On Monday, official data showed that Chinese demand for crude oil declined in July, which together with a stronger greenback and concerns over a rise in OPEC output weighed on investors’ sentiment and pushed the price of the black gold lower. As a result, light crude lost 2.52% and closed the day below $48. How low could the commodity go in the coming days?
The British Pound is trying to steady its stance at 1.28, after stronger than expected UK wage growth figures spared it from further losses, following a heavy decline noted in the latest inflation figures that were released yesterday.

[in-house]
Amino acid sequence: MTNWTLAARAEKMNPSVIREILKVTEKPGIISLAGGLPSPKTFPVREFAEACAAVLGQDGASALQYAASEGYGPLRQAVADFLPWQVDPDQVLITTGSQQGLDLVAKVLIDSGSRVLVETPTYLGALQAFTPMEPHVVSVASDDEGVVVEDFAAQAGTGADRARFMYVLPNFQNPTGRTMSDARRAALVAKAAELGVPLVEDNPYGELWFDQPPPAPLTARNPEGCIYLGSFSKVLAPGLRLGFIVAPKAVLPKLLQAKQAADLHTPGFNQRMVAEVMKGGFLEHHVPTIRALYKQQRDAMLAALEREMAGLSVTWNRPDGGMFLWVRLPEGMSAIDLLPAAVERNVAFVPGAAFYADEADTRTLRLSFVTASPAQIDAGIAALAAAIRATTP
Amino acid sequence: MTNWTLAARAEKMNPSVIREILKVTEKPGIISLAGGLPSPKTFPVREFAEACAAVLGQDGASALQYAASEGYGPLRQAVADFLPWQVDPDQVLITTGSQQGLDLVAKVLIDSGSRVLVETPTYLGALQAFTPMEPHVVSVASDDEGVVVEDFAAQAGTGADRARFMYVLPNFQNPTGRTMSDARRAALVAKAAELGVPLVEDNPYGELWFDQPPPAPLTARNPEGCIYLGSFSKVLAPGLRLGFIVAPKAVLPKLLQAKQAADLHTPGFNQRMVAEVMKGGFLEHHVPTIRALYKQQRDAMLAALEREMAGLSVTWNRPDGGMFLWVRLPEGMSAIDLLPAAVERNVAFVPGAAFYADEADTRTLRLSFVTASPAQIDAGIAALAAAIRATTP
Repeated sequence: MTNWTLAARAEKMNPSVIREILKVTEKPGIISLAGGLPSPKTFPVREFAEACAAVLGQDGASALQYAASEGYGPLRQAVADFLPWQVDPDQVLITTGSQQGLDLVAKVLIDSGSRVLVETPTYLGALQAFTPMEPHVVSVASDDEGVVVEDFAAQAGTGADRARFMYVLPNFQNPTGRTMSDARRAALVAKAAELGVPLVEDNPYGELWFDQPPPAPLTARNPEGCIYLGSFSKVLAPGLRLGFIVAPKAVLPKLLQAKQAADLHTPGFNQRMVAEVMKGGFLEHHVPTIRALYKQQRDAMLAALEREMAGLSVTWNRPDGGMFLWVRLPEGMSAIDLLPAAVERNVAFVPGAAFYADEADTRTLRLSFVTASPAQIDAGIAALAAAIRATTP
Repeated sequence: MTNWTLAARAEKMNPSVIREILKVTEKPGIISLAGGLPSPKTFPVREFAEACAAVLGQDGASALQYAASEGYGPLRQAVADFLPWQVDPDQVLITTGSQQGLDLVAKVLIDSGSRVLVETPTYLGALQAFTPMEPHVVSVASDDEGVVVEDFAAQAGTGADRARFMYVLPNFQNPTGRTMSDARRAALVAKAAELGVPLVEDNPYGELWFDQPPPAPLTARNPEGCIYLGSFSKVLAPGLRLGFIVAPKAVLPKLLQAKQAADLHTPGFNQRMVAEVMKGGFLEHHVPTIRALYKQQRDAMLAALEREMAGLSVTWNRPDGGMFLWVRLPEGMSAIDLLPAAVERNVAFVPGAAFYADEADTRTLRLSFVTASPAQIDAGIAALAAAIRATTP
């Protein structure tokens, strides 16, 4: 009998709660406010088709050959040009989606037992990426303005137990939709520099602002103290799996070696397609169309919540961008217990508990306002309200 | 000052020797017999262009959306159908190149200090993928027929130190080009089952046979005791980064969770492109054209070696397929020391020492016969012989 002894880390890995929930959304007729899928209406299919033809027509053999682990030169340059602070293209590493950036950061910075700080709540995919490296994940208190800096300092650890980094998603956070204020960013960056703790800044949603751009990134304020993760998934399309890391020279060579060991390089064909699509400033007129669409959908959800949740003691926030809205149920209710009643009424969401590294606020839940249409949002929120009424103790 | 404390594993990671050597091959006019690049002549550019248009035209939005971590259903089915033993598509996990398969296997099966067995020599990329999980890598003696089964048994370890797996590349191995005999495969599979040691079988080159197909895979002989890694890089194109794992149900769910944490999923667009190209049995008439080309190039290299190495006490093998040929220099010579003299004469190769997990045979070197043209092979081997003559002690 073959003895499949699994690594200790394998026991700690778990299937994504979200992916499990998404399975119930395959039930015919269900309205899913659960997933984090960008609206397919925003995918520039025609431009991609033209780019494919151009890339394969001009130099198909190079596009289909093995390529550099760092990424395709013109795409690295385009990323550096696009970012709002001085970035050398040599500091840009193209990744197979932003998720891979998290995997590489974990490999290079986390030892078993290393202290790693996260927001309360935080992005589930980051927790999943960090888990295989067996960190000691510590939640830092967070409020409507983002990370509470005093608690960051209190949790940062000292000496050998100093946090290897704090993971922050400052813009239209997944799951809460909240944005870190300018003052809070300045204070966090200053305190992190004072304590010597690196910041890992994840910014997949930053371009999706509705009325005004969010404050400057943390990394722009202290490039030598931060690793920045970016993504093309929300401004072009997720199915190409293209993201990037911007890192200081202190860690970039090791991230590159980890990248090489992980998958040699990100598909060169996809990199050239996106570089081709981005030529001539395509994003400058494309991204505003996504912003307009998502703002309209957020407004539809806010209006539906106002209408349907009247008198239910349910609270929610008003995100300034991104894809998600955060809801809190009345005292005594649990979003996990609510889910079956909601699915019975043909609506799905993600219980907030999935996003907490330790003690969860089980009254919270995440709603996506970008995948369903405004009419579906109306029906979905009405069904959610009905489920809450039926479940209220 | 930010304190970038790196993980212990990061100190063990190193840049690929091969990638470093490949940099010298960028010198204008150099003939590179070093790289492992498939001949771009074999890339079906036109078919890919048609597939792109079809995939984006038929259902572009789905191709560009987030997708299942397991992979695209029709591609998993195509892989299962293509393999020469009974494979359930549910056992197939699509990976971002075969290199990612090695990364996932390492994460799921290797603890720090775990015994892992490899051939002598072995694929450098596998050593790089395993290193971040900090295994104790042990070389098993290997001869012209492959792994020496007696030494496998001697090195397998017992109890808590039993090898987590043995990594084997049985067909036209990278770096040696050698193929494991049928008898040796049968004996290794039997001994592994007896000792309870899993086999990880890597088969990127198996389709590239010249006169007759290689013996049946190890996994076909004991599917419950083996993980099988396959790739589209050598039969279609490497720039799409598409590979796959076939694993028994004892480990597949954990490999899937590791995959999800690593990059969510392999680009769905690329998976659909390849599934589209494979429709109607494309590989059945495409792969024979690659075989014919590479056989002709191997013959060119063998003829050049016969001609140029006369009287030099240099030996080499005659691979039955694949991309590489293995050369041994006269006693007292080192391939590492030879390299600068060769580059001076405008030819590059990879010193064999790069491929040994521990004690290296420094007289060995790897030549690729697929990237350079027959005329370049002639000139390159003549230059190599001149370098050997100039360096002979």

The pound, already out of favor ever since the Bank of England's last policy meeting a couple of weeks ago, fell further yesterday in response to softer-than-expected UK inflation figures. The BoE's willingness to keep monetary policy extremely accommodative was beginning to make sense again, especially as the issue of Brexit still hangs over the markets. Today, however, the ONS reported some solid jobs and wages data, which led to a relief rally in sterling.
In the battle between the bulls and the bears, the one trend that remains constant is the trend of falling U.S. crude oil supply. Once again, the crude oil supply drop far exceeded market expectations, and according to data from the American Petroleum Institute, it fell by 9.2 million barrels last week.